Monday, April 23, 2007

Ski Lift Of Blah

SKI LIFT TO DEATH is not just a silly title. It also makes a promise that the damn movie ultimately doesn't keep. For one thing, it takes almost an hour for this 1978 made-for-TV movie to show us a ski lift. And when our cast of hazily sketched characters finally climbs into it, it doesn't take us to Death or even anywhere near it. It takes us to a crummy blue screen and a suspenseless climax, but, nope, no Death. In fact, the movie's entire body count is a whopping zero. So much for ski lifting to Death, you bastard.

Now available on DVD as SNOWBLIND on a rotten print that's taken from a grimy VHS tape and missing the original opening titles, SKI LIFT TO DEATH is one of a zillion TV-movies that capitalized on the disaster-movie fad of the mid-1970s. It follows the same basic format: spend the first half or so introducing us to several disparate characters, plop them into soap-opera machinations, then bring them together in a potentially disastrous scenario where they'll have to work together to survive. It worked in THE TOWERING INFERNO and THE POSEIDON ADVENTURE. It doesn't work here.

Deborah Raffin (DEATH WISH 3) leads the way as a world-champion skier who returns to her hometown lodge for a competition. She reunites with her old boyfriend, Charles Frank (YOUNG MAVERICK), a former champion skier who retired young to work the ski patrol back home. Others in the cast include Don Johnson (!) as a cowboy who shacks up with a 17-year-old hottie who wins the local "T-shirt dance" contest (network TV's tame version of a wet T-shirt contest); IRONSIDE's Don Galloway as a network sportscaster with the hots for local reporter Veronica Hamel (later on HILL STREET BLUES); the great character actor Clu Gulager (THE LAST PICTURE SHOW) as Raffin's new manager; Howard Duff as a swindler deciding whether or not to testify against the mob and Gail Strickland as his wife, who secretly works for the mob and arranges a hit against him; Pierre Jalbert (COMBAT) as the French hitman; and real-life gold medalist Suzy "Chapstick" Chaffee as a, er, champion skier.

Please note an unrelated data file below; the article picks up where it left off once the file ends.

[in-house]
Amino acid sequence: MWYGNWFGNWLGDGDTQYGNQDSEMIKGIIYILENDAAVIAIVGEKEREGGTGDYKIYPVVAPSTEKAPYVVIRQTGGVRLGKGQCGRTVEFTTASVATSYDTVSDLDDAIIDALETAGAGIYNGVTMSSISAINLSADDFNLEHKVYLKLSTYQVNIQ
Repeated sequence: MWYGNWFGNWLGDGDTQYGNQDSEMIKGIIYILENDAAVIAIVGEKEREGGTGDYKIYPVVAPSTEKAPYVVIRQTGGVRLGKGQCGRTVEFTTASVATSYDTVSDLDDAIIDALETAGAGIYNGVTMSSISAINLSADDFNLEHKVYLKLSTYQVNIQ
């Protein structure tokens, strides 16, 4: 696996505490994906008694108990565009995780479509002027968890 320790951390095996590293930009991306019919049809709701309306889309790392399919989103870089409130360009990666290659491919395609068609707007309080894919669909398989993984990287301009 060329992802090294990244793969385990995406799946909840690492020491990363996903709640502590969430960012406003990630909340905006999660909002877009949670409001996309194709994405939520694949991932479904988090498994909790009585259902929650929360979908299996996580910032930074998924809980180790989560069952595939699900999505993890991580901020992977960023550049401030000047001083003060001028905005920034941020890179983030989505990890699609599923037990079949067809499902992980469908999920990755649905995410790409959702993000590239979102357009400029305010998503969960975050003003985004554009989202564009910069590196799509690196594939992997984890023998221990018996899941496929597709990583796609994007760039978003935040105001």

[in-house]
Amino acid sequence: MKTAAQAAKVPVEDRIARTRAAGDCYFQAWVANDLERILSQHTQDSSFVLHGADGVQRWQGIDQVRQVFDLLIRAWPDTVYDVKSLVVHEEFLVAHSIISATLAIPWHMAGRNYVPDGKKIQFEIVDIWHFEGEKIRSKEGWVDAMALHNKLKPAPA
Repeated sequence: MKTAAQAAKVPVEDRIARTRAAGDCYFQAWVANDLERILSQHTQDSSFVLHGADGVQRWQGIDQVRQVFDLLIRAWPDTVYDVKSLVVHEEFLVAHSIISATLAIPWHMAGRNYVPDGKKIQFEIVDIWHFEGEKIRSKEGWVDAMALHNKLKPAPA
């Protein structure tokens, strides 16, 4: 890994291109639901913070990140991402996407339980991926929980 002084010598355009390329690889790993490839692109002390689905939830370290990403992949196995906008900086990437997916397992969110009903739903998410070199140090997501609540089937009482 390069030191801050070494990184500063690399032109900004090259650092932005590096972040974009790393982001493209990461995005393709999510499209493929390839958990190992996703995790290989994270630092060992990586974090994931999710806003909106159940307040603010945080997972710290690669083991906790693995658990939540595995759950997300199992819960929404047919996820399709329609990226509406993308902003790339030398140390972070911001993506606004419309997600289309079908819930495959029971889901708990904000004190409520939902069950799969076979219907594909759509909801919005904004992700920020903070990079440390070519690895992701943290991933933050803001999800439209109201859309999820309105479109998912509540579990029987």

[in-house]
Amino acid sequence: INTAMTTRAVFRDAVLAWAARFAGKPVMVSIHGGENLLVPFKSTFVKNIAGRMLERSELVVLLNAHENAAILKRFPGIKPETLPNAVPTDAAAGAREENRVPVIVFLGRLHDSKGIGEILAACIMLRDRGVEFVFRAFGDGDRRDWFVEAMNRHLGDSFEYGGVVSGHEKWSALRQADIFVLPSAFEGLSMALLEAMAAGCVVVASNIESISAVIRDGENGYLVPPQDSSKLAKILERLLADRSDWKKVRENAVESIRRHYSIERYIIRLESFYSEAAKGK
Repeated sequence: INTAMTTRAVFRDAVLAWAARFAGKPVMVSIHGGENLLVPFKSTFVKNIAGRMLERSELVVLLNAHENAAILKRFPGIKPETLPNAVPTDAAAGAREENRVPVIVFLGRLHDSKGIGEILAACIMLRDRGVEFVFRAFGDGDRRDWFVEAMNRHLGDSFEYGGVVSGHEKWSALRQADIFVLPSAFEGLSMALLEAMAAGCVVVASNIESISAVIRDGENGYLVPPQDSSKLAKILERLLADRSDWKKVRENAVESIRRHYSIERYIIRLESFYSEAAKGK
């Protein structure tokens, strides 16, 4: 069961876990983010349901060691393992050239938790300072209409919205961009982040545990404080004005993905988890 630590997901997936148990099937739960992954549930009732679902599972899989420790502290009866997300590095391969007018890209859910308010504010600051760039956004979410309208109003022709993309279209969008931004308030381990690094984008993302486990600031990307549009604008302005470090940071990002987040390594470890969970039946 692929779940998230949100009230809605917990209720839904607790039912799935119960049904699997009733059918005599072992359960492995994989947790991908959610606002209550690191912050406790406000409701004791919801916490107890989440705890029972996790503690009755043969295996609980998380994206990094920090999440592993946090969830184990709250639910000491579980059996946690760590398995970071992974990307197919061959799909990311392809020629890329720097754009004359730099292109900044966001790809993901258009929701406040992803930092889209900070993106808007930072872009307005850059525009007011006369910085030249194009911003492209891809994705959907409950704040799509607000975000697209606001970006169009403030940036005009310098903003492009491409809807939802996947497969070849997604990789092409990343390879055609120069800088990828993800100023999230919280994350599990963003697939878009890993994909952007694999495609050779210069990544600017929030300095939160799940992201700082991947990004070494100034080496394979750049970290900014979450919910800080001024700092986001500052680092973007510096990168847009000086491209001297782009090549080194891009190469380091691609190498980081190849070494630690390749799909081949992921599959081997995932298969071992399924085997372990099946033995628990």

After tons of subplotting, most of the cast finally gets on the titular ski lift, which gets blown about and stranded high above the mountain. It happens so late in the film that the denouement flies right by with barely anyone receiving so much as a scratch. It's comforting knowing that surviving a ski lift headed to Death is easier than you might expect, but it's not very good entertainment. Frankly, I expected much more from writer Laurence Heath, who served as MISSION: IMPOSSIBLE's story editor and producer for several seasons and was responsible for penning many of that series' best episodes. Director William Wiard directed tons of TV episodes, particularly for THE ROCKFORD FILES, and brings little to this table, though it undoubtedly would have helped if a better star than Charles Frank had headed the cast.

1 comment:

Robert said...

Others in the cast include Don Johnson (!) as a cowboy who shacks up with a 17-year-old hottie who wins the local "T-shirt dance" contest

Are you sure you weren't just watching THE DON JOHNSON story instead?

Bill Wiard also did one of Steve McQueen's final films, TOM HORN. It seems to me he may have been a last-minute replacement director but I can't recall this off hand.

The small screen brothers and sisters of the disaster cycle may have helped expedite its big screen box office burn out. That or else they were just running short on imaginative stories for putting a name cast in jeopardy. I remember many of the TV movie disaster flicks - FLOOD, FIRE, CAVE IN, THE LAST SURVIVOR< MEMORY OF EVA RYKER, WHERE HAVE ALL THE PEOPLE GONE?, THE NIGHT THE BRIDGE FELL DOWN, HANGING BY A THREAD, DEATH OF OCEAN VIEW PARK, HEAT WAVE, HURRICANE, SHORT WALK TO DAYLIGHT, THE TIME TRAVELLERS, THE DAY THE EARTH MOVED, A FIRE IN THE SKY, and so on....many seemingly also produced by the gentle hand of Irwin Allen.